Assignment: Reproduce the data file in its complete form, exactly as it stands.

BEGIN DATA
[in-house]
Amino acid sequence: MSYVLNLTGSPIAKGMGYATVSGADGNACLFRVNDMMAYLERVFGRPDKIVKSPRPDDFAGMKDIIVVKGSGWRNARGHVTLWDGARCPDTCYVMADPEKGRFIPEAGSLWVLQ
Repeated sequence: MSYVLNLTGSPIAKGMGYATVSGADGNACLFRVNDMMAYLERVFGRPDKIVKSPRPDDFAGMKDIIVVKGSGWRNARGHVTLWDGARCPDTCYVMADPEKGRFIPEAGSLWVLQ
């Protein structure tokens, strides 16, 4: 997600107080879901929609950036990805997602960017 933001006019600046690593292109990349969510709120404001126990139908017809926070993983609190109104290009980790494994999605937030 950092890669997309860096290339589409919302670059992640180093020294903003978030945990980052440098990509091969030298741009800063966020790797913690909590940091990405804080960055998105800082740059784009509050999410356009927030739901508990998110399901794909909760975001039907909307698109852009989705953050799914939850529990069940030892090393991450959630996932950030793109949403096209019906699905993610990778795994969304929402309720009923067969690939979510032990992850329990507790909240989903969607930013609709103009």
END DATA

[in-house]
Amino acid sequence: MSYVLNLTGSPIAKGMGYATVSGADGNACLFRVNDMMAYLERVFGRPDKIVKSPRPDDFAGMKDIIVVKGSGWRNARGHVTLWDGARCPDTCYVMADPEKGRFIPEAGSLWVLQ
Repeated sequence: MSYVLNLTGSPIAKGMGYATVSGADGNACLFRVNDMMAYLERVFGRPDKIVKSPRPDDFAGMKDIIVVKGSGWRNARGHVTLWDGARCPDTCYVMADPEKGRFIPEAGSLWVLQ
């Protein structure tokens, strides 16, 4: 997600107080879901929609950036990805997602960017 933001006019600046690593292109990349969510709120404001126990139908017809926070993983609190109104290009980790494994999605937030 950092890669997309860096290339589409919302670059992640180093020294903003978030945990980052440098990509091969030298741009800063966020790797913690909590940091990405804080960055998105800082740059784009509050999410356009927030739901508990998110399901794909909760975001039907909307698109852009989705953050799914939850529990069940030892090393991450959630996932950030793109949403096209019906699905993610990778795994969304929402309720009923067969690939979510032990992850329990507790909240989903969607930013609709103009």